Various osteoarthritis treatments are recommended to patients with joint pain, stiffness, swelling, and other osteoarthritis symptoms. Patients are often confused by so many treatment options though -- and quite honestly, they would like to skip what doesn't work and focus on what does. Which osteoarthritis treatments are best?
Osteoarthritis Research Society International (OARSI) formed a committee (11 rheumatologists, 2 primary care physicians, 1 orthopedic surgeon, and 2 experts on evidence-based medicine from 6 countries) who performed a systematic review of treatment guidelines that existed from 1945 to January 2006 for knee and hip osteoarthritis. From the search, the committee identified 23 treatment guidelines for management of knee and hip osteoarthritis -- 6 were opinion-based, 5 were evidence-based, and 12 based on both expert opinion and research evidence. Through an arduous process that included critical appraisal of existing guidelines, systematic review of more recent evidence, and exercises to generate consensus recommendations -- ultimately 25 treatments were proclaimed "a single set of up-to-date recommendations."
Each recommended treatment was assigned an SOR (strength of recommendation) score. The SOR for each treatment was based on opinions of the guideline committee after considering research evidence for safety, effectiveness, and cost-effectiveness. The clinical expertise of the committee members helped formulate the SOR too, including such factors as their perception of patient tolerance for the treatment. The SOR is expressed as a percentage that represents the committee's consensus that the treatment is actually effective. For example, 97% indicates that the committee of experts feel there is a 97% chance the treatment is effective and supported by scientific evidence.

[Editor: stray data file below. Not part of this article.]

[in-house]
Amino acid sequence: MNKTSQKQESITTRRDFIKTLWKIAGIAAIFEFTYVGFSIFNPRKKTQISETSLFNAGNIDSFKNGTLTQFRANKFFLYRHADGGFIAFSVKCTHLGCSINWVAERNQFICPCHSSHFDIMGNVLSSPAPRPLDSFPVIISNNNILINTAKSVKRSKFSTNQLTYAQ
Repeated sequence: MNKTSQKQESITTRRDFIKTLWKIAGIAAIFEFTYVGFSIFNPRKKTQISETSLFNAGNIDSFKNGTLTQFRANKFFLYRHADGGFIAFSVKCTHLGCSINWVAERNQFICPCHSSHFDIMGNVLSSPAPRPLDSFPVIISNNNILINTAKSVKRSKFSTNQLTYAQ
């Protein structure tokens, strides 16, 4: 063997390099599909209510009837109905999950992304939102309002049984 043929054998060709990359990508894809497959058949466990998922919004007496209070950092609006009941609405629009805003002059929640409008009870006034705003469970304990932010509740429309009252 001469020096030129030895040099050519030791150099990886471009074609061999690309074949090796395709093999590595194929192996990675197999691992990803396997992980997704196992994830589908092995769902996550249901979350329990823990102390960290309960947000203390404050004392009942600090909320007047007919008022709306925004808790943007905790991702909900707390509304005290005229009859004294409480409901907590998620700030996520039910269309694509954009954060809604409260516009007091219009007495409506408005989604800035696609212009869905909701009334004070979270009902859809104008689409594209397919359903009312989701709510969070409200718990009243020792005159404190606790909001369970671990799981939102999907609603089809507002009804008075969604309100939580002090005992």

OARSI emphasized that optimal treatment for osteoarthritis involves both pharmacologic (drug) and non-pharmacologic (non-drug) treatments. That was the first general recommendation. The other 24 recommendations were divided into three categories -- nonpharmacologic, pharmacologic, and surgical. Next to each recommended treatment is the SOR percentage.
11 Nonpharmacologic Modes of Treatment for Osteoarthritis
- education about objectives of treatment and self-management through lifestyle modifications (97%)
- aerobic, muscle-strengthening, and water exercise (96%)
- weight reduction (96%)
- walking aids (90%)
- referral to a physical therapist (89%)
- footware and insoles (77%)
- knee braces (76%)
- regular telephone contact (66%)
- thermal modalities/heat (64%)
- acupuncture (59%)
- transcutaneous electrical stimulation (58%)
8 Pharmacologic Treatments for Osteoarthritis
- Oral NSAIDs (93%)
- acetaminophen (92%)
- topical NSAIDs and capsaicin (85%)
- weak opioids and narcotic analgesics for refractory pain (resistant to ordinary treatment) (82%)
- intraarticular (into the joint) injections of corticosteroids (78%)
- intraarticular injections of hyaluronan (64%)
- glucosamine and/or chondroitin sulfate for symptom relief (63%)
- glucosamine sulfate, chondroitin sulfate, and/or diacerein for possible improvement in joints and surrounding structures (41%)
5 Surgical Treatments for Osteoarthritis
- total joint replacement (96%)
- unicompartmental knee replacement (76%)
- osteotomy and other surgical procedures to preserve joints (75%)
- joint fusion after joint replacement has failed (69%)
- joint lavage (wash out) and arthroscopic debridement in knee osteoarthritis (60%)
Older guidelines for the treatment of osteoarthritis were developed prior to NSAIDs being scrutinized for potential heart risks (heart attack and stroke). The association of gastrointestinal side effects and heart risks has caused NSAIDs to be used less. OARSI committee members believe NSAIDs are effective anti-inflammatory drugs and that short-term use may be appropriate -- when considered on an individual basis. OARSI does not recommend NSAIDs for long-term use without considering a patient's history.
Overall, there were limitations of the guideline development by OARSI. One could point to the imbalance of doctors on the committee -- with orthopedic surgeons and primary care doctors underrepresented. Certainly one could point to the heavy subjectivity that was involved in developing a consensus. But even so, there is value in the new guidelines, especially for patients, who lack access to all of the previous guidelines that were considered by the committee.
Osteoarthritis: Which Treatments Work and Which Don't? Osteoarthritis Research Society International (OARSI). February 15, 2008.
OARSI recommendations for the management of hip and knee osteoarthritis, Part II: OARSI evidence-based, expert consensus guidelines. Osteoarthritis and Cartilage. W. Zhang et al. February 2008.